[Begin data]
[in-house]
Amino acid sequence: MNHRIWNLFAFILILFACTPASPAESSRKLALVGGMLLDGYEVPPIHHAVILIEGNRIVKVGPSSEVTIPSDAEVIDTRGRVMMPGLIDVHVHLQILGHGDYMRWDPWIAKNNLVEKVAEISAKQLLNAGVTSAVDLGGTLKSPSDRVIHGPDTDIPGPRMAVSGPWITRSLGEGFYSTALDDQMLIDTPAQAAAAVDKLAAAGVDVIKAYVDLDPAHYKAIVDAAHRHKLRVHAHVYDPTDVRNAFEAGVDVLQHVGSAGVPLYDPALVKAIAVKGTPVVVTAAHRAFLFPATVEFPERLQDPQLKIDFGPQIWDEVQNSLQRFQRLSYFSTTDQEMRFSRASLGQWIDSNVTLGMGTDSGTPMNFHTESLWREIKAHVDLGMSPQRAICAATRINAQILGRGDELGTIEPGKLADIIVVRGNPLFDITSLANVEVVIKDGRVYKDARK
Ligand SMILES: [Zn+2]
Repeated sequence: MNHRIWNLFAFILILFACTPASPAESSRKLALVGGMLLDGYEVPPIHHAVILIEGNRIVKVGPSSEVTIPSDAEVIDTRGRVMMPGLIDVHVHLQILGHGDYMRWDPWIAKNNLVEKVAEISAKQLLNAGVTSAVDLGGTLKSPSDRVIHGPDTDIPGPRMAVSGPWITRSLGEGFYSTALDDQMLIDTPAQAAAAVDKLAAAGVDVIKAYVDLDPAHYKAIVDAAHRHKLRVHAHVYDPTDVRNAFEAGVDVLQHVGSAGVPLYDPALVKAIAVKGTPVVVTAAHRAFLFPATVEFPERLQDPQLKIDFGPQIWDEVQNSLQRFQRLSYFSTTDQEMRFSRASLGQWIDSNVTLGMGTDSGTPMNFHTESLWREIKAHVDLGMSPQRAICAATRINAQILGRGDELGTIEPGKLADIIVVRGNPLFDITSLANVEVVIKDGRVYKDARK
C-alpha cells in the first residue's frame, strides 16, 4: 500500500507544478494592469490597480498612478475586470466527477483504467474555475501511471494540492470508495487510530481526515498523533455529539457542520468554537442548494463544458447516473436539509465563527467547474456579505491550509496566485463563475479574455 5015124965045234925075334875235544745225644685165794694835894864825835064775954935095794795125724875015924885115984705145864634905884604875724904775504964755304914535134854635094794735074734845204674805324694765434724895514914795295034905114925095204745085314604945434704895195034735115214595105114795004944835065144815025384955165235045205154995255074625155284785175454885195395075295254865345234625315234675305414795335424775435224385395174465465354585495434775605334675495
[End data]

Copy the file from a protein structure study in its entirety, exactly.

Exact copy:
[in-house]
Amino acid sequence: MNHRIWNLFAFILILFACTPASPAESSRKLALVGGMLLDGYEVPPIHHAVILIEGNRIVKVGPSSEVTIPSDAEVIDTRGRVMMPGLIDVHVHLQILGHGDYMRWDPWIAKNNLVEKVAEISAKQLLNAGVTSAVDLGGTLKSPSDRVIHGPDTDIPGPRMAVSGPWITRSLGEGFYSTALDDQMLIDTPAQAAAAVDKLAAAGVDVIKAYVDLDPAHYKAIVDAAHRHKLRVHAHVYDPTDVRNAFEAGVDVLQHVGSAGVPLYDPALVKAIAVKGTPVVVTAAHRAFLFPATVEFPERLQDPQLKIDFGPQIWDEVQNSLQRFQRLSYFSTTDQEMRFSRASLGQWIDSNVTLGMGTDSGTPMNFHTESLWREIKAHVDLGMSPQRAICAATRINAQILGRGDELGTIEPGKLADIIVVRGNPLFDITSLANVEVVIKDGRVYKDARK
Ligand SMILES: [Zn+2]
Repeated sequence: MNHRIWNLFAFILILFACTPASPAESSRKLALVGGMLLDGYEVPPIHHAVILIEGNRIVKVGPSSEVTIPSDAEVIDTRGRVMMPGLIDVHVHLQILGHGDYMRWDPWIAKNNLVEKVAEISAKQLLNAGVTSAVDLGGTLKSPSDRVIHGPDTDIPGPRMAVSGPWITRSLGEGFYSTALDDQMLIDTPAQAAAAVDKLAAAGVDVIKAYVDLDPAHYKAIVDAAHRHKLRVHAHVYDPTDVRNAFEAGVDVLQHVGSAGVPLYDPALVKAIAVKGTPVVVTAAHRAFLFPATVEFPERLQDPQLKIDFGPQIWDEVQNSLQRFQRLSYFSTTDQEMRFSRASLGQWIDSNVTLGMGTDSGTPMNFHTESLWREIKAHVDLGMSPQRAICAATRINAQILGRGDELGTIEPGKLADIIVVRGNPLFDITSLANVEVVIKDGRVYKDARK
C-alpha cells in the first residue's frame, strides 16, 4: 500500500507544478494592469490597480498612478475586470466527477483504467474555475501511471494540492470508495487510530481526515498523533455529539457542520468554537442548494463544458447516473436539509465563527467547474456579505491550509496566485463563475479574455 5015124965045234925075334875235544745225644685165794694835894864825835064775954935095794795125724875015924885115984705145864634905884604875724904775504964755304914535134854635094794735074734845204674805324694765434724895514914795295034905114925095204745085314604945434704895195034735115214595105114795004944835065144815025384955165235045205154995255074625155284785175454885195395075295254865345234625315234675305414795335424775435224385395174465465354585495434775605334675495